Autumn cover crop/spring wheat sequence offers new approach to managing black-grass

Article taken from the Agronomist & Arable Farmer Summer 2015

To succeed, any development must be innovative and practical.  It’s an ethos that underpins all Agrovista’s research and development, including Project Lamport, which in its second year has already produced dramatic results.

A key feature of this project is the integration of autumn-drilled cover crops followed by spring wheat, a technique that has shown great promise in trials and that is now making a mark on farm.

The principles are straightforward.  Spring cropping offers the most potential when it comes to non-chemical black-grass control, (in the future, it may be the only way to maintain profitable rotations) but establishing crops at this time can be fraught with problems on heavy soils.

Black oats

To overcome this, a blend of black oats (Avena strigosa) and vetch and/or berseem clover is sown after harvest.  This system demands the correct selection of not just species but variety choice – be aware that they are far from being equal.  The key role of this cover crop is to draw moisture out of the soil over winter.  This dries the soil at depth and improves soil structure and biology significantly, enabling a spring crop to be established successfully at the optimum time.

This unique cover crop mixture isn’t there to smother out black-grass – quite the opposite.  Its high, late autumn biomass production allows for a low seed rate, which gives an open structure during the maximum germination period of the weed.  Control comes in the spring when the cover crop and black-grass mixture is destroyed with glyphosate.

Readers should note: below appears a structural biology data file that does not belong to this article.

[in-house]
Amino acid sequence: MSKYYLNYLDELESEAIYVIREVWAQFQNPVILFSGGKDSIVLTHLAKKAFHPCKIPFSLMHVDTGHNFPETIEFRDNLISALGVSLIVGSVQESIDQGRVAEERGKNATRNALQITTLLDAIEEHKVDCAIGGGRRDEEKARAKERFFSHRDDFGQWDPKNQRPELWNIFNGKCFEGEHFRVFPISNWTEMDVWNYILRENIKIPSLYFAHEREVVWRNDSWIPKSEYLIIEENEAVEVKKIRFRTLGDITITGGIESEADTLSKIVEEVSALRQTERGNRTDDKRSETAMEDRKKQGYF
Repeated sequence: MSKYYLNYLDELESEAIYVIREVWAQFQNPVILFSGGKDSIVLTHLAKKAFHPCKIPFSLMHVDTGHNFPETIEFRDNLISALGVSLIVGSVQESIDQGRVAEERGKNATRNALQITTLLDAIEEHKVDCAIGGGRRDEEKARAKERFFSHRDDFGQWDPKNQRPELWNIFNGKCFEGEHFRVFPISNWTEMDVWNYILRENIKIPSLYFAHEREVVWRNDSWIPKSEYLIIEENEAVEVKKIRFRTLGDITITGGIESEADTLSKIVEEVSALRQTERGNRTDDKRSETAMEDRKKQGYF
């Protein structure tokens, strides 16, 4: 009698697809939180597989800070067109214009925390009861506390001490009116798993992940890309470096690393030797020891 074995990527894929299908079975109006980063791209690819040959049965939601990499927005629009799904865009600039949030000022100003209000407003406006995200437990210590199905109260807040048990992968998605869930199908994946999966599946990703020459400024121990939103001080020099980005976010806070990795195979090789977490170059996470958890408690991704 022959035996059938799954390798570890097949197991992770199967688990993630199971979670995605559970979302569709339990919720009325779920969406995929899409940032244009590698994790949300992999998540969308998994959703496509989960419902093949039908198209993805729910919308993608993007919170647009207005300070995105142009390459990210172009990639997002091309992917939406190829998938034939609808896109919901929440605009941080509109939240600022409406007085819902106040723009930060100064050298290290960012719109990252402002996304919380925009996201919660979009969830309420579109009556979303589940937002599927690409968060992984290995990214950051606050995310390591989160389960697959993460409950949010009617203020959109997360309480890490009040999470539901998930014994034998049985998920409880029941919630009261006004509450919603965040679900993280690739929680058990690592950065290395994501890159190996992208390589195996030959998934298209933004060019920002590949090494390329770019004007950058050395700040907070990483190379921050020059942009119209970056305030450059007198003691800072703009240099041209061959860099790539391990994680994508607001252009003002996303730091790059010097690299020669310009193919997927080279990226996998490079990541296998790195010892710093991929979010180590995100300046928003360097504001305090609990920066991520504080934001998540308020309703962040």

This is carried out using a split does of glyphosate plus Companion Gold.  The first spray is applied two weeks ahead of the planned drilling date of the spring crop.  This initiates the destruction of the cover crop, opening it up ready for the second spray – applied a few days before drilling to target black-grass at the base of the cover.

Crop establishment must be carried out with a drill which minimises soil disturbance.  Attempts to incorporate the cover crop or create a deep seed-bed must be avoided as this will encourage a flush of black-grass and/or pull up wet soil.

An additional factor is that maintaining cover crop residue keeps the upper soil damp, which helps minimise soil disturbance between the rows and reduces black-grass germination.  After successful demonstration and dramatic results in 2014, a significant number of growers nationally are trying the technique this season and we expect more uptake this summer.

The heavy-land site at Lamport contained a background infestation of over 500 heads/m² of highly resistant black-grass.  The cover crop was combi-grilled at 25kg/ha on 3rd September.  It was sprayed twice with glyphosate in March before drilling and KWS Willow.  The resulting crop was almost free of black-grass with only two heads/m², despite a limited herbicide programme, and yielded 8.6t/ha.

A similarly managed plot of spring wheat direct-drilled after a traditional overwintered stale seed-bed that had been sprayed four times with glyphosate still contained a moderate infestation of black-grass.

Conventional control in autumn-drilled winter wheat using two glyphosate sprays applied pre-drilling and very robust stacked pre- and post-emergence herbicide applications ranged from 45% in 2012 to 95% last season, falling well below the 98% needed to reduce the seed bank.

Project Lamport

- Fourteen different rotational systems set within a high indigenous black-grass population.
- Incorporates winter and spring cropping, autumn cover crops/spring wheat rotations, traditional fallows, hybrid rye for AD plants, winter wheat/OSR rotation and later drilling of winter wheat.
- All rotations will end up in winter wheat in the final year.
- Success will be based on both on final black-grass control and economic return.

 

04 June 2015

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